As part of the 2020 National Reconciliation Week, learn more about inaugural Blue and proud Kamilaroi woman - Nat Plane.
WHEN Natalie Planes runs out for her first game of AFLW 4.0, she’ll bring a piece of her heritage with her.
The Carlton midfielder will proudly represent her Indigenous background with the Aboriginal flag printed across her mouthguard.
“I got the aboriginal flag on my mouthguard, I needed a new one,” Plane said when speaking with Sarah Hosking the Behind the Game Changers podcast.
A Kamilaroi woman, Plane’s lineage can be followed back to the Gunnedah-Tamworth region of New South Wales on her mother’s side of the family.
Tracing back her own heritage over the years, Plane has found pride in being able to reconnect with her culture over the generations.
“Our Aboriginal heritage is on my mum’s side of the family, so I think I’m pretty lucky to have Aboriginal blood run through me,” she said.
“It’s something really special for our country and it’s something I’m very proud of. I love to share my story and let people know stuff about my culture, where we’re from and our family story.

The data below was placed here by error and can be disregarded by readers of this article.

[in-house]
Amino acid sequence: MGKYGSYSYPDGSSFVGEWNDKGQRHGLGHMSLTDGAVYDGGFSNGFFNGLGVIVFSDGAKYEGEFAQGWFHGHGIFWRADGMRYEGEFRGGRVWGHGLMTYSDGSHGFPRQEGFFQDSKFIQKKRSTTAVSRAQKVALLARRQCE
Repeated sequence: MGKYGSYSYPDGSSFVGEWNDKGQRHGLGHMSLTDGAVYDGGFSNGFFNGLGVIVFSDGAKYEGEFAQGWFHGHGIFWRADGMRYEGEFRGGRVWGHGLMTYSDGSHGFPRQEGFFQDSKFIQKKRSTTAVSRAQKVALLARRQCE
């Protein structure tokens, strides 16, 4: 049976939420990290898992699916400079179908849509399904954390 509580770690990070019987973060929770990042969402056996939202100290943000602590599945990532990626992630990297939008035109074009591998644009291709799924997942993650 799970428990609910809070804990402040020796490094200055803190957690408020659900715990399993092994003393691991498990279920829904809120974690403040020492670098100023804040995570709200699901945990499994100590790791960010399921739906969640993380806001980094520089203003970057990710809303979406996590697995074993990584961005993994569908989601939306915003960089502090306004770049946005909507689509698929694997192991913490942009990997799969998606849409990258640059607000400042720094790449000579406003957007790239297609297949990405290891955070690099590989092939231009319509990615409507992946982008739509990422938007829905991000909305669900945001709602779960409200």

“Something we’ve been trying to do is learn and connect with family and just try learn as much as possible about that kind of stuff.”
An inaugural Blue, Plane spoke on how the elite football environment has allowed her to grow in confidence in expressing her identity as an Aboriginal woman.
“A lot go the girls feel pretty comfortable to come up to me and ask questions that they’re unsure of,” she said.
“I think a lot of people sometimes are hesitant towards that kind of stuff, so I think it just shows the kind of group and trust that we have in each other.”
In July, Plane joined a group of Carlton AFLW players on a trip to the Northern Territory with Indigenous health development organisation Red Dust.
The trip saw the group travel from Daly River to Wadeye in a bid to promote healthy living in remote communities, an experience Plane remains grateful for.
“I’d been fortunate enough with cricket stuff to go up to a couple of remote communities for the day, similar to Red Dust. But that was such an amazing experience just to hang out with the kids,” she said.
“It’s something I’m grateful that I got to do and be a part of and I guess continue to learn about my culture and other people’s culture as well.”